A screenshot from 'Commie Camp'.
A screenshot from 'Commie Camp'.
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A new documentary about a progressive Jewish summer camp is making its way around the Jewish film festival circuit. Commie Camp, by Katie Halper, takes as its hook a comment by Rush Limbaugh in 2012. Trying to undermine U.S. President Barack Obama’s pick for head of Bureau of Labor Statistics, Limbaugh prepared a zinger. Evidently the nominee had sent her kid to “a politically left-wing, Jewish summer camp with Communist roots!”

The camp being referred to, Camp Kinderland, was one Halper knew well, and her ears perked up at the remark. Like her mother, uncle and grandmother before her, Halper attended it as a camper. “Does attending Camp Kinderland make you an extremist? Am I an even greater enemy of the state?” she asked herself.

So Halper decided to return to the camp to try to learn whether it is “too late to save the children from indoctrination, and the Republic from ruin.” The documentary follows a handful of campers and staff as they journey from New York City to spend a summer at Camp Kinderland in the Berkshires.

“Commie camp,” one 12-year old camper says with a winking smile, “is a camp where we learn about human justice. We’re not anarchists, but we’re sort of against the general ruling of things nowadays.” This camper plays the accordion and loves Buster Keaton and the Marx Brothers. Naomi Klein’s No Logo is visible on his parents’ bookshelf.

It’s an unusual camp, certainly: Yiddish signs pepper the campsite; bunks and buildings are named for activists like Roberto Clemente, Paul Robeson, Harriet Tubman, and Goodman, Schwerner and Cheney, who were murdered by the Ku Klux Klan in Mississippi while registering African Americans to vote; Color war teams are given arcane and hard-to-rhyme names of actual NGOs like Jews for Racial and Economic Justice and the Center for Constitutional Rights. On a given afternoon, campers might be led in discussions about sweatshops, torture of political prisoners, child violence, or redistributing land to Native Americans.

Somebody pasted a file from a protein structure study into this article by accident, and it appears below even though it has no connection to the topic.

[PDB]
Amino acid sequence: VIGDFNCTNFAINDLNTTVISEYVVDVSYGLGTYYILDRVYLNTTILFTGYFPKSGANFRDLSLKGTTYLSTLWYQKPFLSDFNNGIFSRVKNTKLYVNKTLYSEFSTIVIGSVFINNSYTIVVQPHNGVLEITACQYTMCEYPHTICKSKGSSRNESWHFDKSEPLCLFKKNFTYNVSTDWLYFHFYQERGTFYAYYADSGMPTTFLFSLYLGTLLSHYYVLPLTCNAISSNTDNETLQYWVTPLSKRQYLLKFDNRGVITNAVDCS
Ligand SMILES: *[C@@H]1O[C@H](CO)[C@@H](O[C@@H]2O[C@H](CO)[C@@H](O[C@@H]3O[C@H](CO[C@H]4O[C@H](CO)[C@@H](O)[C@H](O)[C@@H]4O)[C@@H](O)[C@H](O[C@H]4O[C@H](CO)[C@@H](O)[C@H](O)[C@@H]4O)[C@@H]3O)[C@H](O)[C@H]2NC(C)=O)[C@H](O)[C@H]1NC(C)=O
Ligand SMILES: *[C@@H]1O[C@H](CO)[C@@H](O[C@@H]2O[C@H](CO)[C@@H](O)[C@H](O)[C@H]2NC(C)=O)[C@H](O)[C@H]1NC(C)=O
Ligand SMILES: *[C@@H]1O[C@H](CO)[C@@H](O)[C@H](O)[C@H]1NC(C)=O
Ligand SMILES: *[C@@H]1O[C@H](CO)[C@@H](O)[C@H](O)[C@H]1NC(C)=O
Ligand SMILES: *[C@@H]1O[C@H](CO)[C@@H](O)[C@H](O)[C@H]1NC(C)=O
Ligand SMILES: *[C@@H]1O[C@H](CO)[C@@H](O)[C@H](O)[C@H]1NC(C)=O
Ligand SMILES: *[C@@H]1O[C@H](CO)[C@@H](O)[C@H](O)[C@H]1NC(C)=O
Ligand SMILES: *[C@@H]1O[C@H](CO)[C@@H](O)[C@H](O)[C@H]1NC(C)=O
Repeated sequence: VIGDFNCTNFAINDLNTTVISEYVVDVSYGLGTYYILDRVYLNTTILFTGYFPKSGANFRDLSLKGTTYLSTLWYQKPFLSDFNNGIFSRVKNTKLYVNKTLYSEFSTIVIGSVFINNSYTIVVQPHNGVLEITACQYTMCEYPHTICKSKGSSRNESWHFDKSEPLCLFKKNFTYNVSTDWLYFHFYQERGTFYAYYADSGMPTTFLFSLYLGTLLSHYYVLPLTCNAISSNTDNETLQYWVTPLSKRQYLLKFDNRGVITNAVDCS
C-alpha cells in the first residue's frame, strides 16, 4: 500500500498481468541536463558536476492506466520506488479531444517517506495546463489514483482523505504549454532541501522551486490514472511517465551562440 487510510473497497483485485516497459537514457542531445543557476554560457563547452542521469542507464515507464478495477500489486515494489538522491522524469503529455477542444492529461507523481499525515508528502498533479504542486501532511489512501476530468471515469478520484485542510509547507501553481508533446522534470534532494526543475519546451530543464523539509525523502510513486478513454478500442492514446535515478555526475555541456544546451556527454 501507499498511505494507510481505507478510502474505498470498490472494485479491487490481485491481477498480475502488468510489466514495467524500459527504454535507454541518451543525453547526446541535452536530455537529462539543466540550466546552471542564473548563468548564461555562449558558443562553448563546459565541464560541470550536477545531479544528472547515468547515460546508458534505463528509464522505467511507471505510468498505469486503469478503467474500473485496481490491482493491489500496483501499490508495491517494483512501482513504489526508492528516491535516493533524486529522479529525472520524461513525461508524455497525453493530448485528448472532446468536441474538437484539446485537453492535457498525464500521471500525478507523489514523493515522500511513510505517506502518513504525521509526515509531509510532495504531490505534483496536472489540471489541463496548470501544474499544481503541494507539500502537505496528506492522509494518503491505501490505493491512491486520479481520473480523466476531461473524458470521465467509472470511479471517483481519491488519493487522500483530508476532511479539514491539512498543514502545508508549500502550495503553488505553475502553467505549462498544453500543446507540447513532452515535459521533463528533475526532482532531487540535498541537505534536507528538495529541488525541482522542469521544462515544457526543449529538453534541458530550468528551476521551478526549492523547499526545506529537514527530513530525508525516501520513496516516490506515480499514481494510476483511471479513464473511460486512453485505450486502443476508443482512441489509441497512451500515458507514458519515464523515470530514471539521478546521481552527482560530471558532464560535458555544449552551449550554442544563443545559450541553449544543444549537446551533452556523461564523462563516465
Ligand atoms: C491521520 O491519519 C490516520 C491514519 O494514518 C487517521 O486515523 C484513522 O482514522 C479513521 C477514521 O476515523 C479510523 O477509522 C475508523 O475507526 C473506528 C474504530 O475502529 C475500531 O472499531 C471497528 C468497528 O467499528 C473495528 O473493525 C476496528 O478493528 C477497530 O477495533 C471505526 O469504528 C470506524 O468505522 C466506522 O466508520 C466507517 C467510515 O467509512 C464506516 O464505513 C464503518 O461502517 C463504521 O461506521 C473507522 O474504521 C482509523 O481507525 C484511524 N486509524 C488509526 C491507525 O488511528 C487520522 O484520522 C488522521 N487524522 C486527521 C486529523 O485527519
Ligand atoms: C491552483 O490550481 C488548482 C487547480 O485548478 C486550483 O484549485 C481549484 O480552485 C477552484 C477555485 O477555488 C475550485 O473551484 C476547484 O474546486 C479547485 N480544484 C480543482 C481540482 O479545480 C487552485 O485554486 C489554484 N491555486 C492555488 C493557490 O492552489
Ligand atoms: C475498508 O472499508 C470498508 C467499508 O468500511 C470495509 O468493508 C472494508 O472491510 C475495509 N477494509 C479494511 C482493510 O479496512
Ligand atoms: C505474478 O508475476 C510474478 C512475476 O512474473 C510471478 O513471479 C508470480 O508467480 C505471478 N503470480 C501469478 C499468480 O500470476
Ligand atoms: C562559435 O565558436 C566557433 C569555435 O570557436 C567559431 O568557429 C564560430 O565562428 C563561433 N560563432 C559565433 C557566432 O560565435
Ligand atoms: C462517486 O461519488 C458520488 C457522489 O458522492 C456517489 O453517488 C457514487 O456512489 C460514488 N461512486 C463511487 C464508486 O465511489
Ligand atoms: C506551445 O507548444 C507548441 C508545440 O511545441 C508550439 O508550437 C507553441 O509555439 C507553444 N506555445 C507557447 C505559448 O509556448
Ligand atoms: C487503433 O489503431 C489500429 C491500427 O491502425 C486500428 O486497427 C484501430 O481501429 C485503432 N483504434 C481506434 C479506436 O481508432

Ultimately, what starts out as a tongue-in-cheek examination of the would-be “robots” facing “indoctrination” turns into a touching glimpse of what can happen when kids, teens and adults come together to form the kind of intentional community that the best kind of summer camps strive to be. It’s compelling viewing.

But here at The Fifth Question, I’ve been puzzling over one of the central themes of the film, namely the purported relationship between Jewish identity and social justice. Judy, a senior staff member, suggests that “love they neighbor as thyself [and] all the values of the prophets are Kinderland socialist values.” She cites the labor-exploitation consciousness of the prophet Amos, and states that the “the Jewish tradition from which I come is anti-racist.”

But despite American Jews overwhelmingly voting Democrat, we know that: a) most liberal Jews would eschew these kinds of radical progressive values, and, b) politically conservative Jews are hardly a statistical footnote. Would these center or right-wing Jews say that their political beliefs emanate from their Jewishness, or that they hold these beliefs in spite of it? Jewish values can’t point to diametrically opposed ways of organizing society - or can they?

I am certainly not the first to wrestle with these questions. Last year, writing as election season was revving up, Jay Michaelson suggested one way out of the Jewish-values-in-politics conundrum: “Judaism is not the answer key; it’s the question key. It sets the stage for the important questions to be asked, but accommodates contradictory answers to them. Thus, rather than inquire as to whether liberals or conservatives are “really Jewish,” we are invited to more interesting explorations. Like which ideology promotes a healthy Jewish people, a saner world, a safer world, or more compassion. Or which ideology leads to more holiness, more connection and more truthfulness with the experiences of all people.”

When it comes to the themes of the film, though, there is one more kink to be ironed out. Camp Kinderland stresses its secular nature. Hebrew was rejected as being too religious. Yiddish, on the other hand, was viewed as the language of “resistance.” Pork wasn’t frowned upon, but not sharing your eight Chinese dumplings (brought by your parents) with your fourteen bunkmates, now that was a sin, Katie recalls.

In a published interview earlier this summer, Rabbi Michael Lerner, himself a vocal advocate of social justice grounded in religion, sought to press Halper on this point. When Katie says that she thinks “the progressive Jewish community in the U.S. is more secular than religious,” and that “secular Jews have been most influential in progressive movements,” Lerner counters with the social action arm of the Reform movement and figures like Abraham Joshua Heschel.

In sum, two points worth considering further: does a secular worldview actually help promote the kind of universalist social justice Camp Kinderland’s philosophy depends on? And how does being Jewish lead to particular ways of wanting to organize our world? With the High Holidays around the corner, these may be questions to think about during the hours spent in shul, contemplating global Jewish interconnectedness amidst the focus on life, death, the passing of time, the next world, and how to fix this very broken one.

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